Applications in artificial muscles, scientific and industrial applications
BELLINGHAM, Washington, USA -- Wei Zhang of the National University of Singapore and Hans Zappe and Andreas Seifert of the University of Freiburg have been selected as the 2013 winners of the Rudolf Kingslake Medal and Prize for their paper titled "Polyacrylate membranes for tunable liquid-filled microlenses." The Kingslake Medal is awarded annually to the most noteworthy original paper in Optical Engineering, published by SPIE, the international society for optics and photonics, and includes a $2,000 honorarium.
The winning paper, published in the April 2013 issue of Optical Engineering, details a new, simplified process for fabrication of tunable liquid-filled lenses using polyacrylate as a new membrane material. The new process provides a useful approach for achieving stable and predictable focal properties, researchers said. Potential applications are in artificial muscles, solid-state linear actuators for scientific or industrial applications, or other applications in which large deformations are needed.
Tomasz Tkaczyk, chair of the Kingslake Award committee, said the committee members selected the paper because it is a comprehensive study of the properties of the proposed material along with a discussion of the long-term dependencies of mechanical and chemical properties on system performance, which together create a foundation to develop a new class of tunable components. "The authors' findings can be used by other designers of active optical systems to manufacture robust and dependable active optical devices," Tkaczyk said.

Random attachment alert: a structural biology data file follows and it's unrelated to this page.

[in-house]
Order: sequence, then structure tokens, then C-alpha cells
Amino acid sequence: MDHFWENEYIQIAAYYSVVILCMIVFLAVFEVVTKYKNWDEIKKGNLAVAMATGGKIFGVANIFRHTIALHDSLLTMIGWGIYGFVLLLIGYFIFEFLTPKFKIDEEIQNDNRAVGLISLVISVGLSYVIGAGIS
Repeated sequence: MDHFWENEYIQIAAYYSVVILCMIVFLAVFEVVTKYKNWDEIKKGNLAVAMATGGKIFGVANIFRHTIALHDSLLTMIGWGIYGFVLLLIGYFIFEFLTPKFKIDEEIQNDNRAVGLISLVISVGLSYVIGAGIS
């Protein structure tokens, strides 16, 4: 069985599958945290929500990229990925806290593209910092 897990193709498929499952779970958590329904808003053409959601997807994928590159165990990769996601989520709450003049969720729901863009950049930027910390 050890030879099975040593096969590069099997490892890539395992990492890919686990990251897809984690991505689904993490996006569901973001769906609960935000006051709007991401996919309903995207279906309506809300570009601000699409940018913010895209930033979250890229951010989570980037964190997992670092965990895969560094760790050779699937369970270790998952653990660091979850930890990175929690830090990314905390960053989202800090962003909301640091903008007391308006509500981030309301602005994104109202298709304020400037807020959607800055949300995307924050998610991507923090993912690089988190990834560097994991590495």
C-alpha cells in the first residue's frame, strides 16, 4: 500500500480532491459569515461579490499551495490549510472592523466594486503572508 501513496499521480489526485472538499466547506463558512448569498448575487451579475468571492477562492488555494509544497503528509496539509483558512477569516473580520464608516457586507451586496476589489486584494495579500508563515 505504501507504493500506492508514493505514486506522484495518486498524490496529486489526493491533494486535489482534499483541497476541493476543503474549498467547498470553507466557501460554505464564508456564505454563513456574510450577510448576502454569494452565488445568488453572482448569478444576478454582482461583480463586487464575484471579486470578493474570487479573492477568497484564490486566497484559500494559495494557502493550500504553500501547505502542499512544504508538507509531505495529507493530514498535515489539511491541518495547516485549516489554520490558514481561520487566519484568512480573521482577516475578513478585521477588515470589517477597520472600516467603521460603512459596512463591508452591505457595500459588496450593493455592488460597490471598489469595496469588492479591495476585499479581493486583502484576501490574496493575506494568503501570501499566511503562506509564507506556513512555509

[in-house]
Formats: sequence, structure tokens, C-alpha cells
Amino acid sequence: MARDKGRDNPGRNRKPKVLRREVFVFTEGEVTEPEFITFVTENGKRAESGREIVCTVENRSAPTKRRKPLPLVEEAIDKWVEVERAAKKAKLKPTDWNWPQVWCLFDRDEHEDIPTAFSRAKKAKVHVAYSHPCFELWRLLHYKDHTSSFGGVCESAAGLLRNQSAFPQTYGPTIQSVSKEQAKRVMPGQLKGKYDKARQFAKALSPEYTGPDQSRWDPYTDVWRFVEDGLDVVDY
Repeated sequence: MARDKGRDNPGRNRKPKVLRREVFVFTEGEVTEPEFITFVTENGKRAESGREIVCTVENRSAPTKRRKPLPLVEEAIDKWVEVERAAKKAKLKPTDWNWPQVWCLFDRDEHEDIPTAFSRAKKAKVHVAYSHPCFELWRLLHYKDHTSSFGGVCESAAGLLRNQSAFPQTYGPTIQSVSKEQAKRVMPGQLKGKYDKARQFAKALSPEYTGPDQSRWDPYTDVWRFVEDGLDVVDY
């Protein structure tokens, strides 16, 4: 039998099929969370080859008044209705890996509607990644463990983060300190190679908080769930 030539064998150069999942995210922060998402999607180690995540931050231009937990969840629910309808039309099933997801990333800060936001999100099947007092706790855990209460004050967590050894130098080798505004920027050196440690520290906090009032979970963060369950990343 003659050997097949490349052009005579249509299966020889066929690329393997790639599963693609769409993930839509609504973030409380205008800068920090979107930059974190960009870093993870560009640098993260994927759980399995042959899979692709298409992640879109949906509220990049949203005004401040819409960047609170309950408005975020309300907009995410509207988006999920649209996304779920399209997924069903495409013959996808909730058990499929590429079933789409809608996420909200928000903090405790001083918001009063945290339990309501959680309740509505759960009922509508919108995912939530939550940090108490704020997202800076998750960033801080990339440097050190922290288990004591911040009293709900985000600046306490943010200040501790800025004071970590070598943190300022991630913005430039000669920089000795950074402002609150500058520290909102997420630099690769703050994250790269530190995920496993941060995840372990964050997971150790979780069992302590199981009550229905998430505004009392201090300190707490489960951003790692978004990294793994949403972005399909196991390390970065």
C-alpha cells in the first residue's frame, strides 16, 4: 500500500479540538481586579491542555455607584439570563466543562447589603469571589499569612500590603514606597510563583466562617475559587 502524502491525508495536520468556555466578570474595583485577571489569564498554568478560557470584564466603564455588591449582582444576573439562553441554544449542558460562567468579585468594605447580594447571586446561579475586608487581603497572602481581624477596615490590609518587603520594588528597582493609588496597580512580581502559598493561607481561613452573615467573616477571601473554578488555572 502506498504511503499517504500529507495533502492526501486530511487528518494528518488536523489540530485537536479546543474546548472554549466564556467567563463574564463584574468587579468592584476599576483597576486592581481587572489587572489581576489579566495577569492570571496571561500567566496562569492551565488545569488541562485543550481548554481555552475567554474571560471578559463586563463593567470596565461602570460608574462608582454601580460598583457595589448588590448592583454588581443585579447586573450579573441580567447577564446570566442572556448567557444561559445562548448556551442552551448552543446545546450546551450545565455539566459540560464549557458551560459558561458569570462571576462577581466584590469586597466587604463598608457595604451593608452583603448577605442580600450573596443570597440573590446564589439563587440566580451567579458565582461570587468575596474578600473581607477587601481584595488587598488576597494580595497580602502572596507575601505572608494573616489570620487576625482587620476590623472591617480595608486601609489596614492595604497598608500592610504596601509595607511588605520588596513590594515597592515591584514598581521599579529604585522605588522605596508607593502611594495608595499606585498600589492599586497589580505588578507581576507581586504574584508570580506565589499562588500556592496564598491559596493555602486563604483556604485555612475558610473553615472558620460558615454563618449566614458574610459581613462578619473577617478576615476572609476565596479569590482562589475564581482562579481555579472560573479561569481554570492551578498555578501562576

Wei Zhang studied mechanical engineering at Northwestern Polytechnical University in China, where she finished her master's degree on the design of a microscope for testing microfluidics. In 2008, she joined Dr. Zappe's group in the Micro-Optics Lab at the University of Freiburg, researching tunable microlens and imaging systems, where she completed her PhD. She recently became a postdoctoral fellow at the National University of Singapore.
Hans Zappe is professor of micro-optics and associate dean of engineering in the Department of Microsystems Engineering at the University of Freiburg. He earned his bachelor's and master's degrees at the Massachusetts Institute of Technology and his PhD from the University of California, Berkeley, all in electrical engineering. After pursuing research activities in electronics, integrated optics, and semiconductor lasers at IBM, the Fraunhofer Institute for Applied Solid State Physics, and the Centre Suisse d'Electronique et de Microtechnique, he joined the University of Freiburg in 2000. His current research interests focus on tunable micro-optics, optical microsystems for medical applications, and novel nano-optics.
Andreas Seifert received his PhD in physics from the University of Freiburg, and subsequently worked at Carl Zeiss in Oberkochen, managing projects in EUV-lithography and being responsible for scientific optical components, such as synchrotron and space optics. Since 2007 he has been group leader in the Department of Microsystems Engineering at the University of Freiburg. His current research topics are tunable micro-optics and micro-optical systems for biomedical applications.
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